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Small Businesses can Avoid Water Damaged Documents when the next Storm Hits

waterdamageHow much damage can a hurricane do in an area that rarely experiences them? A big storm can cause enough destruction to shut down operations for several days – if not permanently. You spend years building your business; what can unpreparedness cost your enterprise? By making a plan and taking steps to prevent water damage, you can spend less money on document restoration and bounce back before your competitors do.

How to Prevent Water Damaged Documents

From hurricanes to sprinkler system malfunctions, water damage can occur in several forms. think about the critical documents that could ruin your business if they were lost. These can include contracts, deeds, titles, sensitive client information, research and more. Take the following steps to help your business prepare for the unthinkable before the next hurricane season.

Scan all the critical documents in your office. Businesses often do this in an effort to go paperless, but this task can also save you time in regards to document restoration. When you scan your documents, you create virtual copies you can easily retrieve should something happen to the originals. If the task of scanning your documents seems overwhelming, enlist the help of a document scanning firm.

Properly store vital documents. Keep the important documents in your office safe by investing in a fire- and waterproof file cabinet that locks. While the initial investment may seem hefty, it’s less expensive than the cost of lost business and information. In the meantime, place your documents in zippered plastic bags within airtight containers. Place the containers in the top drawers of a file cabinet or on the upper shelves of a room you keep locked.

Move the most vital documents offsite. When only the original copies of certain documents are legally valid, store them in a safe location offsite, such as in a bank’s safety deposit box. If you think you’ll need to refer to any of these documents, keep copies on hand.

Create an emergency plan. When a big storm hits, all of your employees should know what to do minimize water damage and encourage safety. To prevent water damaged documents, include steps in your emergency plan to keep your equipment and files safe. The plan should also include after-storm recovery steps as well as a document restoration plan for wet papers or books.

Assign a team leader. Depending on the size of your business, such a leader can be an individual who oversees the proper backup and storage of documents for the whole company, or it can be one individual per department. This leader should be well-versed in the company’s emergency procedures and disaster plans and should have the skills to coordinate efforts to prevent water damaged documents before a storm arrives.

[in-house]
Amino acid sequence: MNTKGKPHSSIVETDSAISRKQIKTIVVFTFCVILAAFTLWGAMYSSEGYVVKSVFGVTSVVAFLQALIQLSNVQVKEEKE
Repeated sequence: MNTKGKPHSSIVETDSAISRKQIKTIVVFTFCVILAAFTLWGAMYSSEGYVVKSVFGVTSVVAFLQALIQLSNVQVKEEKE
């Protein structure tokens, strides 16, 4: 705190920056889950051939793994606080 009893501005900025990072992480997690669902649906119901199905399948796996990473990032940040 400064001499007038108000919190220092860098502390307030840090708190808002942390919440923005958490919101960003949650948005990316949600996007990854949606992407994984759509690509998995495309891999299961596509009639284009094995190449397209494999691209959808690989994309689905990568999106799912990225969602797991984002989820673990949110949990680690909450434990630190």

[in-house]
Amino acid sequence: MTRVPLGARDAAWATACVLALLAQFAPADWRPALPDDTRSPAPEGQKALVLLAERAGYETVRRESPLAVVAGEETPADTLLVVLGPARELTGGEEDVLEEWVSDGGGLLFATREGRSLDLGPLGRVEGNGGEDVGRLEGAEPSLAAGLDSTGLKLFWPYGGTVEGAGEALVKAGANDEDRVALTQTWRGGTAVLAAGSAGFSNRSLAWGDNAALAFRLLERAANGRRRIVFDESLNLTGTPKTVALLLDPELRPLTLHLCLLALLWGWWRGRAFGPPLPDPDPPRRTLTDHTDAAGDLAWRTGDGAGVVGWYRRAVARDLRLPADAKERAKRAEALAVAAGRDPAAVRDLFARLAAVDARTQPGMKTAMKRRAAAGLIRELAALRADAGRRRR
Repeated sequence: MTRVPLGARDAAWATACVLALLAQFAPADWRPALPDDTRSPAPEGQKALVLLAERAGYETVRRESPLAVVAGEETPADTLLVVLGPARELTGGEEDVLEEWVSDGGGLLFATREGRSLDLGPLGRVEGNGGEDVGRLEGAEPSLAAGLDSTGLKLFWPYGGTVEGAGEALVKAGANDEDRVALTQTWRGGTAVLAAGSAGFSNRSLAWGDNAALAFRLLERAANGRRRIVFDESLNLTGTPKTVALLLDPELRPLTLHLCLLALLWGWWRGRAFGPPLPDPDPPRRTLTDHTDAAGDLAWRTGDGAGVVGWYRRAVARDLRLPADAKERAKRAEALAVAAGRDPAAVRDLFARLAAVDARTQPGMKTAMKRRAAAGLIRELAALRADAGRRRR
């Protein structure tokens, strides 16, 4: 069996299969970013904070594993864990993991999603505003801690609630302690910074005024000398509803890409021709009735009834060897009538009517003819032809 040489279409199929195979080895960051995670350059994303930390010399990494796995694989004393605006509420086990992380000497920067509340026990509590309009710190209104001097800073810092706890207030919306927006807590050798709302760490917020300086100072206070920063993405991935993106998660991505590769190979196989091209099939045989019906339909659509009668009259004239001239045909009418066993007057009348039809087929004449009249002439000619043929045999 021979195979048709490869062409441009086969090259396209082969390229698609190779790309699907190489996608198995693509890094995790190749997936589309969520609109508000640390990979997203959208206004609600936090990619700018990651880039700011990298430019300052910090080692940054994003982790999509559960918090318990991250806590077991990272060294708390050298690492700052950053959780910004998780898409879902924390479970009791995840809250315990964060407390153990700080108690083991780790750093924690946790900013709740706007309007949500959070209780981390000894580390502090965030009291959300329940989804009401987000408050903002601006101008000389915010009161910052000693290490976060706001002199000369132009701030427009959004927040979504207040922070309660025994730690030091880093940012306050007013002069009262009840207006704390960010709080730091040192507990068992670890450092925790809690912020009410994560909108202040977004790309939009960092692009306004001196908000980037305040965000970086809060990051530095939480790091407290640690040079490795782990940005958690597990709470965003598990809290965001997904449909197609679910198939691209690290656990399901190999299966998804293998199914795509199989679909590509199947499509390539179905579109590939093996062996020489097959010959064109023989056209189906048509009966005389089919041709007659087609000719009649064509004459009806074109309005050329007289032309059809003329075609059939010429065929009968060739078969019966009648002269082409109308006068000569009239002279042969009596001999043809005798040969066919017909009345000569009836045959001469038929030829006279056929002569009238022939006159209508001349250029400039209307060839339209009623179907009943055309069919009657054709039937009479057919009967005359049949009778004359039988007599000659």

How NOT to Handle Wet Documents

Water damaged documents can be finicky, and handling them incorrectly can make successful document restoration difficult. If your business suffers water damage, DON’T:

Delay. You have a 48-hour window to have your water damaged documents dried before mold and other factors begin accelerating damage.

Try to dry the wet documents at “ground zero.” When you want to air-dry wet documents, take them to a safe, dry place. The materials you’ll need include fans or dehumidifiers (to dry the air surrounding the documents), large trays, mat board or Plexiglas, plastic bags and blotter paper.

Forget the gloves. The oils on your hands and general contact can further damage wet documents, so wear gloves and only touch wet documents around the edges.

Leave documents or photos in frames. Prolonged moisture can cause further damage and promote mold growth. If a frame is broken, secure the broken glass with masking tape before attempting to remove the photo or document.

Stack wet documents on top of each other. Instead, place a piece of wax paper between each sheet.

If you think your own drying efforts are causing more harm than good, or if you have more wet document than you can handle alone, call a document restoration company to help. Their state-of-the-art techniques can quickly clean and dry wet documents – and can even restore those damaged by mold.

About the Author:  This guest post is courtesy of Joe Perko, Director of Field Services at Rapid Refile. Rapid Refile is a recognized leader in document restoration and recovery of water damaged documents, vacuum-freeze drying, mold remediation and fire restoration services for businesses and individuals.

Topics: Business Planning Risk Management Emergency Planning